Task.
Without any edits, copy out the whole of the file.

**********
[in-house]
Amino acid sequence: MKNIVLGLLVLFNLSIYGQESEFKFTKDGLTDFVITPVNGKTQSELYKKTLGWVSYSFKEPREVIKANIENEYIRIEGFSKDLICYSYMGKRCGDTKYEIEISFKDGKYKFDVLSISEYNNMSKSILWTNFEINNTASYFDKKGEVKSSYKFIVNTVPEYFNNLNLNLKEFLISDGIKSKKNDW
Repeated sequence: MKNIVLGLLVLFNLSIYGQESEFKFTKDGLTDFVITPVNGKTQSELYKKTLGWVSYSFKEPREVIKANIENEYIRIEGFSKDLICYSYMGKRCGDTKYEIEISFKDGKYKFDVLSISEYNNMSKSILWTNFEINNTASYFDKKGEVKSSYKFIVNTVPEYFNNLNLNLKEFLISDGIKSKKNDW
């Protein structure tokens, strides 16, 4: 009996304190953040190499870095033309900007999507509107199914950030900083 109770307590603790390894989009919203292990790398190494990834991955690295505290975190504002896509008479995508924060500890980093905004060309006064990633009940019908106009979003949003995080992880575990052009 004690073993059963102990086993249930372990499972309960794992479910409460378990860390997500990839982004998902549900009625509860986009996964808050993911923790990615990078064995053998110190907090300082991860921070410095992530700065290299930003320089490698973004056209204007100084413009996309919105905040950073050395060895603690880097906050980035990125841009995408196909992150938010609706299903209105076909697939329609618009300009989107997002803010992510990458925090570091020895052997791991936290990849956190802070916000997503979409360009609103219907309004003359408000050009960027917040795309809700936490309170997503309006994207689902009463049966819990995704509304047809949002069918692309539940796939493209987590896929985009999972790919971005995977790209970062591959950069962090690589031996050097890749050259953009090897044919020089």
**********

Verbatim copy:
[in-house]
Amino acid sequence: MKNIVLGLLVLFNLSIYGQESEFKFTKDGLTDFVITPVNGKTQSELYKKTLGWVSYSFKEPREVIKANIENEYIRIEGFSKDLICYSYMGKRCGDTKYEIEISFKDGKYKFDVLSISEYNNMSKSILWTNFEINNTASYFDKKGEVKSSYKFIVNTVPEYFNNLNLNLKEFLISDGIKSKKNDW
Repeated sequence: MKNIVLGLLVLFNLSIYGQESEFKFTKDGLTDFVITPVNGKTQSELYKKTLGWVSYSFKEPREVIKANIENEYIRIEGFSKDLICYSYMGKRCGDTKYEIEISFKDGKYKFDVLSISEYNNMSKSILWTNFEINNTASYFDKKGEVKSSYKFIVNTVPEYFNNLNLNLKEFLISDGIKSKKNDW
């Protein structure tokens, strides 16, 4: 009996304190953040190499870095033309900007999507509107199914950030900083 109770307590603790390894989009919203292990790398190494990834991955690295505290975190504002896509008479995508924060500890980093905004060309006064990633009940019908106009979003949003995080992880575990052009 004690073993059963102990086993249930372990499972309960794992479910409460378990860390997500990839982004998902549900009625509860986009996964808050993911923790990615990078064995053998110190907090300082991860921070410095992530700065290299930003320089490698973004056209204007100084413009996309919105905040950073050395060895603690880097906050980035990125841009995408196909992150938010609706299903209105076909697939329609618009300009989107997002803010992510990458925090570091020895052997791991936290990849956190802070916000997503979409360009609103219907309004003359408000050009960027917040795309809700936490309170997503309006994207689902009463049966819990995704509304047809949002069918692309539940796939493209987590896929985009999972790919971005995977790209970062591959950069962090690589031996050097890749050259953009090897044919020089």